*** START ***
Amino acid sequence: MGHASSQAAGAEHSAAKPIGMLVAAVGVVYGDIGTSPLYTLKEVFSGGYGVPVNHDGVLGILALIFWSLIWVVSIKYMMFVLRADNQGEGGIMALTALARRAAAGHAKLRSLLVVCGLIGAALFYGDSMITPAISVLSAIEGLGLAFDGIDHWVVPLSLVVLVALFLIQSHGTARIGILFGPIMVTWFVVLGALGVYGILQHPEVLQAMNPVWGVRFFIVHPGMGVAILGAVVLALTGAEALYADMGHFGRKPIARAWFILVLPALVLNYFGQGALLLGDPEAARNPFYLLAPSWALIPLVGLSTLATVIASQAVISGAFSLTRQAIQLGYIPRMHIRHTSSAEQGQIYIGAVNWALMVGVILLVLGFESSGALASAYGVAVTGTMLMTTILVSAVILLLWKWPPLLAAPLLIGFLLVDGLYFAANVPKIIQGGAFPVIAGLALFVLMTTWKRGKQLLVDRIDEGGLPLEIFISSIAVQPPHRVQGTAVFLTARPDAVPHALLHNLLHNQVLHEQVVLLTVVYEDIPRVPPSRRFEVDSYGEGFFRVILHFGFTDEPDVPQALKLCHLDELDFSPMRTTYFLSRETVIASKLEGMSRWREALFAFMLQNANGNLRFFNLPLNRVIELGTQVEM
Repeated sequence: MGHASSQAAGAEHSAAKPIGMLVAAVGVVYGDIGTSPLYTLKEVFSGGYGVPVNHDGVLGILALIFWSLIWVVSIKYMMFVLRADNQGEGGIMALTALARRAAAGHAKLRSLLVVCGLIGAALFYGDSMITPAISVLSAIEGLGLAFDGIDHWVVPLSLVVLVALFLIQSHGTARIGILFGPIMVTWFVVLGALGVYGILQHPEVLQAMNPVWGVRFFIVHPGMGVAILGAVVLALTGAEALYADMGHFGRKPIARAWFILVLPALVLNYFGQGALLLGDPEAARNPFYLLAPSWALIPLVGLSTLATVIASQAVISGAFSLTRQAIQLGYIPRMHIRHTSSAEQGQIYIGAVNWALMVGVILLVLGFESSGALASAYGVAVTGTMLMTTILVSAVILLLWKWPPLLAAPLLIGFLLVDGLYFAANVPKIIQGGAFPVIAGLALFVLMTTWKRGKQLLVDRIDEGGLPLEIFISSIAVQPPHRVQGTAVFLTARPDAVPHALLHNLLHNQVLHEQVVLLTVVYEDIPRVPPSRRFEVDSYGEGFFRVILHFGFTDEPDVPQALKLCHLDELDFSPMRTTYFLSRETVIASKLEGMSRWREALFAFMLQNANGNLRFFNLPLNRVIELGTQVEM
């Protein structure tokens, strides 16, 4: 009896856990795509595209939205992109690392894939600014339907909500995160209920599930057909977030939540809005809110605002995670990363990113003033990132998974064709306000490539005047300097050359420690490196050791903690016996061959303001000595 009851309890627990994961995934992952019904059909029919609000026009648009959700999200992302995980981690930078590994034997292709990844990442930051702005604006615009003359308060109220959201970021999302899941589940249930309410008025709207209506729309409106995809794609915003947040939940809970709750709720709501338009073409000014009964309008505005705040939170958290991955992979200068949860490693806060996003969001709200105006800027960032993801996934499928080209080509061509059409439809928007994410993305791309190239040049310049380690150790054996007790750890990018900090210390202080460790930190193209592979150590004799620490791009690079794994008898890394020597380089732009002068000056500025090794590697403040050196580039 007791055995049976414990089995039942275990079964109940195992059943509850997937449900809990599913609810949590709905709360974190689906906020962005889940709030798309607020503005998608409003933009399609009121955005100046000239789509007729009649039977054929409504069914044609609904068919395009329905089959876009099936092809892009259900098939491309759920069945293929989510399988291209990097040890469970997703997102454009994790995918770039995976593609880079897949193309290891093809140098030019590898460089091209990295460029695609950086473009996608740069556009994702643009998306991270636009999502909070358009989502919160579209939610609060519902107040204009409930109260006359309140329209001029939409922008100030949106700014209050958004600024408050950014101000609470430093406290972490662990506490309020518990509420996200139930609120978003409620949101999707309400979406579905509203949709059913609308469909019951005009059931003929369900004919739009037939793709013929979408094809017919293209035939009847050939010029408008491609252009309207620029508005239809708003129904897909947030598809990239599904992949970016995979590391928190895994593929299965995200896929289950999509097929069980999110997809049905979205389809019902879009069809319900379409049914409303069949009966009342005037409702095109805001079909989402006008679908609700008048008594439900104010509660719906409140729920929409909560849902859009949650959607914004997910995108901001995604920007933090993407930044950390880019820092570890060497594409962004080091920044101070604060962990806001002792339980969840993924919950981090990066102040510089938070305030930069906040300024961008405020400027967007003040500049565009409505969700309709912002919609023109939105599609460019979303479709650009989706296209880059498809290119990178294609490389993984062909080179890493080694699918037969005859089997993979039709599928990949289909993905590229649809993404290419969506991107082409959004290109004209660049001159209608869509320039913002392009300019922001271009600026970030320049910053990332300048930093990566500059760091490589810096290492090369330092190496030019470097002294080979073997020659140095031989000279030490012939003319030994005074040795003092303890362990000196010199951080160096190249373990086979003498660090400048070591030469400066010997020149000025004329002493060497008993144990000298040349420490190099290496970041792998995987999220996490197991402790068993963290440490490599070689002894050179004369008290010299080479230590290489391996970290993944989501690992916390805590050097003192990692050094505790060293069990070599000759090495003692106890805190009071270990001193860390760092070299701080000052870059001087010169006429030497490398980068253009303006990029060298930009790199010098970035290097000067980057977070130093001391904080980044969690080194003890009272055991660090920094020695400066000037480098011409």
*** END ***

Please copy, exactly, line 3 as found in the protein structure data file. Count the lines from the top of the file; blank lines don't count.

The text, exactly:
């Protein structure tokens, strides 16, 4: 009896856990795509595209939205992109690392894939600014339907909500995160209920599930057909977030939540809005809110605002995670990363990113003033990132998974064709306000490539005047300097050359420690490196050791903690016996061959303001000595 009851309890627990994961995934992952019904059909029919609000026009648009959700999200992302995980981690930078590994034997292709990844990442930051702005604006615009003359308060109220959201970021999302899941589940249930309410008025709207209506729309409106995809794609915003947040939940809970709750709720709501338009073409000014009964309008505005705040939170958290991955992979200068949860490693806060996003969001709200105006800027960032993801996934499928080209080509061509059409439809928007994410993305791309190239040049310049380690150790054996007790750890990018900090210390202080460790930190193209592979150590004799620490791009690079794994008898890394020597380089732009002068000056500025090794590697403040050196580039 007791055995049976414990089995039942275990079964109940195992059943509850997937449900809990599913609810949590709905709360974190689906906020962005889940709030798309607020503005998608409003933009399609009121955005100046000239789509007729009649039977054929409504069914044609609904068919395009329905089959876009099936092809892009259900098939491309759920069945293929989510399988291209990097040890469970997703997102454009994790995918770039995976593609880079897949193309290891093809140098030019590898460089091209990295460029695609950086473009996608740069556009994702643009998306991270636009999502909070358009989502919160579209939610609060519902107040204009409930109260006359309140329209001029939409922008100030949106700014209050958004600024408050950014101000609470430093406290972490662990506490309020518990509420996200139930609120978003409620949101999707309400979406579905509203949709059913609308469909019951005009059931003929369900004919739009037939793709013929979408094809017919293209035939009847050939010029408008491609252009309207620029508005239809708003129904897909947030598809990239599904992949970016995979590391928190895994593929299965995200896929289950999509097929069980999110997809049905979205389809019902879009069809319900379409049914409303069949009966009342005037409702095109805001079909989402006008679908609700008048008594439900104010509660719906409140729920929409909560849902859009949650959607914004997910995108901001995604920007933090993407930044950390880019820092570890060497594409962004080091920044101070604060962990806001002792339980969840993924919950981090990066102040510089938070305030930069906040300024961008405020400027967007003040500049565009409505969700309709912002919609023109939105599609460019979303479709650009989706296209880059498809290119990178294609490389993984062909080179890493080694699918037969005859089997993979039709599928990949289909993905590229649809993404290419969506991107082409959004290109004209660049001159209608869509320039913002392009300019922001271009600026970030320049910053990332300048930093990566500059760091490589810096290492090369330092190496030019470097002294080979073997020659140095031989000279030490012939003319030994005074040795003092303890362990000196010199951080160096190249373990086979003498660090400048070591030469400066010997020149000025004329002493060497008993144990000298040349420490190099290496970041792998995987999220996490197991402790068993963290440490490599070689002894050179004369008290010299080479230590290489391996970290993944989501690992916390805590050097003192990692050094505790060293069990070599000759090495003692106890805190009071270990001193860390760092070299701080000052870059001087010169006429030497490398980068253009303006990029060298930009790199010098970035290097000067980057977070130093001391904080980044969690080194003890009272055991660090920094020695400066000037480098011409």